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Spherical shell theory of hybrid anisotropic materials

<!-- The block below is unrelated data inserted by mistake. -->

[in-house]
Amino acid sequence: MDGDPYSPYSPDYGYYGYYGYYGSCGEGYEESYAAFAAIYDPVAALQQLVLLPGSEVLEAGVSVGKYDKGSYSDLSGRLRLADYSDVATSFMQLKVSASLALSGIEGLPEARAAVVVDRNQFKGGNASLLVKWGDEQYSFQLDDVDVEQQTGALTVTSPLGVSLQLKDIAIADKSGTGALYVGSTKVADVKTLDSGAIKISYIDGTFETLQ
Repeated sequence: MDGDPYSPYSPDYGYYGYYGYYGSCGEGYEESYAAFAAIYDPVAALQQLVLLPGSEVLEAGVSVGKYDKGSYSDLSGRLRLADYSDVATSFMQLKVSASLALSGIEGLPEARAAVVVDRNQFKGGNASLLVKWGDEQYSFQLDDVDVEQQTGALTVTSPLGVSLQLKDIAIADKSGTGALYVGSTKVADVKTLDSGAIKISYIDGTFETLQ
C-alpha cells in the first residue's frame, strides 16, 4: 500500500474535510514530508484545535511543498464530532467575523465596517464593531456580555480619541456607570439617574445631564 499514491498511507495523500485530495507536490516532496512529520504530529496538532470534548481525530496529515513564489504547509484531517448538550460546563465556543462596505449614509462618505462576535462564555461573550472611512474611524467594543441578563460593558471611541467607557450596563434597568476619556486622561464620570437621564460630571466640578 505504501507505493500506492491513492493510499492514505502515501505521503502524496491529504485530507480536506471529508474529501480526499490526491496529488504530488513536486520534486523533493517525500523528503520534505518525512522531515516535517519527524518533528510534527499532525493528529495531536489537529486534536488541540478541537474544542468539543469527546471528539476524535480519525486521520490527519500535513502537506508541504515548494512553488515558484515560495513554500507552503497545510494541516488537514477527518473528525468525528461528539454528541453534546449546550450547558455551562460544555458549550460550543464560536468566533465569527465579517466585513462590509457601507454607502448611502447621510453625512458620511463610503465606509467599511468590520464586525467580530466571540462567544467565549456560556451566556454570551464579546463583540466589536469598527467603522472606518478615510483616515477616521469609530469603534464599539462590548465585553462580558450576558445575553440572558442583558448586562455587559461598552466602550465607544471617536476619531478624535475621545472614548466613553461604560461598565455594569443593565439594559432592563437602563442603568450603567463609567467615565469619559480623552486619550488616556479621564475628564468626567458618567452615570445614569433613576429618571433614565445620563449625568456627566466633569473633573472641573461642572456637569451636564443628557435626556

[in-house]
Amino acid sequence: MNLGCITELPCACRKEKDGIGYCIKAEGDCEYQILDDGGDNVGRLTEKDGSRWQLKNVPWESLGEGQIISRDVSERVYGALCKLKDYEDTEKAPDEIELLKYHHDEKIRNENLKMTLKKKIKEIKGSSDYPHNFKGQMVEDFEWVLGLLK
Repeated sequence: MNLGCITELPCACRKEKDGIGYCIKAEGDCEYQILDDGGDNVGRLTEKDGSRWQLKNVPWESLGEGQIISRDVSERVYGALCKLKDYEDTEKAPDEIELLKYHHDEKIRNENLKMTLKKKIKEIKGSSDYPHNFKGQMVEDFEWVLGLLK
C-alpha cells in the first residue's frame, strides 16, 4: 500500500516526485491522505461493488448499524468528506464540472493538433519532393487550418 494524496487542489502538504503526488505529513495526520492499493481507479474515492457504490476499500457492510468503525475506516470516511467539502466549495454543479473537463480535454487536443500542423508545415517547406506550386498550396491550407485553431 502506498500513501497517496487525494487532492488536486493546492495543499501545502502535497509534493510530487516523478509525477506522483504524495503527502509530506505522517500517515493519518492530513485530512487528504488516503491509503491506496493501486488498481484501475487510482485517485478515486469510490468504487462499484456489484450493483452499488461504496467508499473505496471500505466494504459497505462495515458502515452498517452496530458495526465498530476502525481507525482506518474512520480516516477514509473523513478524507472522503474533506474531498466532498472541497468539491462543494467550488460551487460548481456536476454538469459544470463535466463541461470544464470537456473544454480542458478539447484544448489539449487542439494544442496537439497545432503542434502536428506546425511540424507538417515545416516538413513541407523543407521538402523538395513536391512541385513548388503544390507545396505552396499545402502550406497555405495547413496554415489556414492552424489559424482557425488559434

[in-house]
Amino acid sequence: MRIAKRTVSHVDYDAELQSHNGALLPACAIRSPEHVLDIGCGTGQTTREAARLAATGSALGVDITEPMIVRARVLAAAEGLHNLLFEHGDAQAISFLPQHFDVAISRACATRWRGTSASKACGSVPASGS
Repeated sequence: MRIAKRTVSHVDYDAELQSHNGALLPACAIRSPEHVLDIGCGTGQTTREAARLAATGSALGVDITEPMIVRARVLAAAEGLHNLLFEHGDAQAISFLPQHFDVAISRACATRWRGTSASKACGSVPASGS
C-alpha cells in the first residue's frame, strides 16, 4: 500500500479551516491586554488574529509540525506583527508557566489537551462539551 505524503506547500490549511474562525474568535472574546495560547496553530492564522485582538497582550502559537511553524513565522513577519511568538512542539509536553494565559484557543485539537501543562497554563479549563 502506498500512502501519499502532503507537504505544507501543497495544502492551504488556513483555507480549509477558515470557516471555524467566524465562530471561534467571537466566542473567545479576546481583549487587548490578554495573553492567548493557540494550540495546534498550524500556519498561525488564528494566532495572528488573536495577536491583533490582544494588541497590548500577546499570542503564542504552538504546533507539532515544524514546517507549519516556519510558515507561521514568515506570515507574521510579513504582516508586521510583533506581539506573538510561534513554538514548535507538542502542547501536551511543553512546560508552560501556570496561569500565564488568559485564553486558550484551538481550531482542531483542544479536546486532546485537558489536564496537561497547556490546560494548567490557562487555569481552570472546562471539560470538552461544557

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  • Save International Journal of Composite Materials 2018, 8(4): 97-104 DOI: 10.5923/j.cmaterials.20180804.03 A Spherical Shell Theories of Hybrid Anisotropic Materials S. W. Chung1,*, G. S. Ju2 1University of Utah, Salt Lake City, USA 2Yeung Nam University, Tae Gu, Korea Abstract Various spherical shell theories of hybrid anisotropic materials are developed and formulated by asymptotic integration approach. The behavior and characteristics of the theory can be significantly different from the classical isotropic materials to modern anisotropic materials. The spherical shell theory of hybrid anisotropic materials can be compared to the method of simulation solutions from already formulated cylindrical shell theories by authors. The spherical shell model is a 50 Degree spherical shell of laminated materials, which are basically anisotropic materials different properties and different thicknesses of each lamination. Starting from already established theories hybrid anisotropic cylindrical shells by authors, we invented similarities between the cylindrical and spherical shell theories to be able to predict pre-bucking or tensile deformation patters as well as stresses and strains. Keywords Spherical Coordinates, Laminated Shell wall, Hybrid anisotropic materials, Asymptotic integration method, Membrane Theory 1. Introduction Long span gymnasium domes, high pressure liquid oxygen storage tank, human residents on the moon land are all spherical shells. We will use high strength, very light composite materials, which will take heavy snow load and high internal pressure loads or combination at the same time. The loading conditions can be classified as follows: 1) Snow load and its own dead load 2) External Pressure 3) Internal Pressure 4) Combination of all above loads The possible deformations will be subjected to the loading conditions but it will also be deformed arbitrarily to certain loading magnitudes and we can classify as follows: 1) Axi-symmetric pattern with respect to the vertical axis 2) Axi-asymmetric pattern with respect to the vertical axis, as shown in Figure 2. 3) Axi-symmetric pattern with respect to the horizontal axis. 4) Axi-asymmetric pattern with respect to the horizontal axis. 5) Combination of the above as shown in Figure 3. Depending on which conditions of loading or deformation we select the theory and governing equations can be simple or very lengthy. We will choose the most complicated pattern and then reduce down to simplified cases. A typical configuration of dome structures is as shown in Figures (1), (2) and (3) where it was initially designed to take the gravity or snow type load. Due to load the loads are taken by upper portion of the dome where red colored portion of the dome, being maximum at the peak then gradually reduced. * Corresponding author: (S. W. Chung) Published online at Copyright © 2018 The Author(s). Published by Scientific & Academic Publishing This work is licensed under the Creative Commons Attribution International License (CC BY). 98 S. W. Chung et al.: A Spherical Shell Theories of Hybrid Anisotropic Materials Figure (1) Figure (2) Figure (3) International Journal of Composite Materials 2018, 8(4): 97-104 99 A dome not including latitudes less than 50 Degree does not develop significant hoop tension. From the generalized coordinate system of doubly curved surface where rφ and rθ meridian and circumferential radii of curvature respectively, we can reduced the coordinate systems as follows: Cylindrical: rφ = a, rθ = œ Spherical: rφ = a and rθ = a Where rφ is radius in meridional direction (Vertical) and rθ, the radius in circumferential direction (Horizontal). We can find similar pattern of deformation of spherical shell as the cylindrical shell as Figure (4) shows. Also the transition belt of 50 Degree where compressive membrane stress due to the gravity type vertical loading. For anisotrophic materials behaviors are same except some variations due to the material orientation. 2. Coordinate System and Geometric Configuration of a Sphere Here we will use a typical spherical coordinate system as shown in Figure 1, where r, θ, φ are radial, horizontal and vertical coordinates respectively and r is a distance from the center of sphere to a point at outer surface before or after the deformation, θ and φ are angular quantities in horizontal and vertical direction respectively. See Figure (1). For dome structures of conventional materials, we normally take the supporting rings at the angle 50 Degree in meridional coordinate, as shown in Figures (3) and (4). Meridionaly measured from the vertical axis as shown in the Figures (2) and (3). We can then go back to the basic stress strain relations of anisotropic materials in all possible directions as follows: (1) In the above equations, the first six equations are stress strain relations in r, θ, φ directions and the last three equations are equilibrium equations of basic anisotropic element. For the element complete anisotropy of the material is allowed for and there are thus 21 independent material constants. We are not allowed to illuminate any of those components, since the material properties are dependent on the manufactures set up and different gravity environment in case of aerospace vehicles. Also the compliance matrix is symmetric, Sij is the same as Sji, and the components can be expressed in terms of engineering constants as follows: (2) 100 S. W. Chung et al.: A Spherical Shell Theories of Hybrid Anisotropic Materials In equation (2) the Ei’s are the Young’s moduli in tension along the i – direction and Equation (2) implies anisotropic property of the material only, material to be non-homogeneous, different properties of each layer of the shell, we will allow the material property variation in the radial direction as follows: (3) Figure (4) The above equation is unique and different from most of conventional theories. Figure (4) indicates good comparison of the mode of deformation between spherical and cylindrical shells, being 3rd mode in longitudinal and circumferential directions of cylindrical and meridional and circumferential directions of spherical shell. We now need to transform the angle of major elastic properties to desired geometric directions, which is identified as. The standard transformation equations are as follow (4) International Journal of Composite Materials 2018, 8(4): 97-104 101 3. Formulation of Spherical Shell Theory of Anisotropic Materials Consider a non-homogeneous, anisotropic volume element of a spherical body with meridional (angular), circumferential (angular) and radial coordinates being noted as a, θ, r, respectively as shown in Figure (1) and subjected to all possible stresses and strains. Here, a is the inner radius, h the thickness and r the distance from the center to outer surface. L = θ / β L = φ / β R = (r-a) /h (5) where β is Π (3.14159 - - -). Here we should introduce a quantity of total thickness divide by inner radius as follows: (6) And because we use very thin materials compared to the radius. (7) The following equations are equilibrium and stress strain relations of the element. (8) By utilizing the above thinness property of Equation (7), we can obtain the first system of equations of “thin shell” theory and we will call it the first approximation system. We can also obtain stresses and displacements of each layer of thickness coordinate, that can be an advantage of the procedure among others. In the following section, the thin shell theories for different combinations of length scales will be derived 102 S. W. Chung et al.: A Spherical Shell Theories of Hybrid Anisotropic Materials (9) In the above equations super script such as (0) is the first approximation and sub script vr, θ indicates partial differentiation of vr with respect to θ. Then can then apply the above non-dimensional variables to the Equations (1), (2) and (3) of above to obtain the non-dimensional systems of equations as shown in Equation (5). 4. General Shell Deformation Patters of a Sphere Here we expect the most general deformations are axi-asymmetric pattern in both meridional and circumferential directions as shown in Figure (4). The patterns are well compared with cylindrical shell systems. a : Inside Radius of Sphericall Shell h : Total Thickness of the Shell Wall d : Distance (thickness) from Inside radius to mechanical neutral surface Si : Radius of Each Layer of Wall (I = 1, 2, 3 -- - to the number of layer) Π : Circumferential Length Scale of cylindrical shell to be defined Ei : Young’s Moduli in I Direction Gij : Shear Moduli in i-j Face Sij : Compliance Matrix of Materials of Each Layer r : Radial Coordinate Π : Circumferential Length Scale to be defined θ: Angle of Fiber Orientation σ : Normal Stresses ε : Normal Strains φ, θ, r : Generalized Coordinates in Meridional, Circumferential and Radial Directions Respectively τ : Shear Stresses εij : Shear Strains in i-j Face λ ; Shell Thickness / Inside Radius (h/a) Cij : Elastic Moduli in General φ, Y : Non Dimensional Coordinate System in Meridional, Circumferential and Radial Directions Respectively Table 1 List of Symbols International Journal of Composite Materials 2018, 8(4): 97-104 103 (10) Lφ and Lθ are representative circular distance in meridional and circumferential distance respectively. Next we must obtain total in-plane forces and moments by following integrations. (11) 5. Discussion The governing equations of the most general spherical shell of 50 Degree geometric boundary conditions are derived as shown in Equations (9) and (10). The governing equations will compromise laminated anisotropic materials in nature. In order to test the validity of the theory we applied the simplest theory of the equations which are membrane theory. The computations of governing equations and applying the relevant boundary conditions indicated the major elastic pattern angle is 60 Degree in lamella pattern is the strongest. 104 S. W. Chung et al.: A Spherical Shell Theories of Hybrid Anisotropic Materials 6. Conclusions Mathematical formulation and governing equations of spherical shell of hybrid anisotropic materials are derived by means of asymptotic integration methods. The geometric boundary conditions we chosen are simply supported at the angle 50 Degree, following the most general dome roof patterns. Because it is the most recent development of the theory for hybrid anisotropic materials, we may require further applications of the equations to verify the theory. The use of the theory for composite materials is unlimited. Deep under water human oasis, human dwelling dome structure on the Moon land and large diameter gymnasium structures are only some of the examples. The use is unlimited. ACKNOWLEDGEMENTS The research was sponsored by Summit Partners in Menlo Park, California, USA and graciously acknowledged. REFERENCES [1] Love, A. E. H., A treatise on the mathematical theory of elasticity, 4th edition. New York, NY, USA: Dover Publications, 2011. [2] Donnel, L. H., Beams, Plates and Shells (Engineering societies monographs).: McGraw-Hill Inc.: ISBN-13: 9780070175938. [3] Reissner, E., “The effect of transverse shear deformation on the bending of elastic plates,” J. Appl. Mech., vol 12, no A, pp. 69-77, 1945. [4] Vlasov, V. Z., “General theory of shells and its application in engineering”, NASA TT F-99, National Tech. Information Service. [5] De Renzo, D.J., “Advanced Composite Materials, Products and Manufactures”, Noyes Data Corporation, ISBN 0-8155-1155-8. [6] Heslehurst, R. B., “Design and analysis of structural joints with composite materials”, DES. [7] Hashin, Z. and Herakovich, C. T., “Mechanics of composite materials”, Pergamon Press. [8] Reddy, J.N., “Mechanics of Laminated Composite Plates and Shells”, 2nd Edition, CRC Press. [9] ASME Boiler Code - Boiler & Pressure Vessel Code, 2015. [10] ACI 318-11: Building Code Requirements for Structural Concrete and Commentary. [11] Calladine, C.R., “Theory of Shell Structures”, ISBN 0 521 23835 8, Cambridge University Press. [12] Chung, S.W., Hong, S.G., Mendenhall, D.A., “Compare and Contrast Bending Shell Theories of Hybrid Anisotropic Materials”, International Journal of Composite Materials, p-ISSN: 2166-479X e-ISSN: 2166-49192017; 7(1): 8-19. [13] Chung, S.W. and Park, S.M., “A Shell Theory of Hybrid Anisotropic Materials”, International Journal of Composite Materials, Volume 6, Number1, February 2016. [14] Chung, S.W. and Hong, S.G., “Pseudo Membrane Shell Theory of Hybrid Anisotropic Materials”, Journal of Composite Structures, Volume 160, Number 1, January 2017. [15] Chung, S.W. and Ju, G.S., “Semi-Membrane Shell Theory of Hybrid Anisotropic Materials”, European Journal of Engineering and Technology, Vol. 5 No.2, 2017, ISSN2056-5860.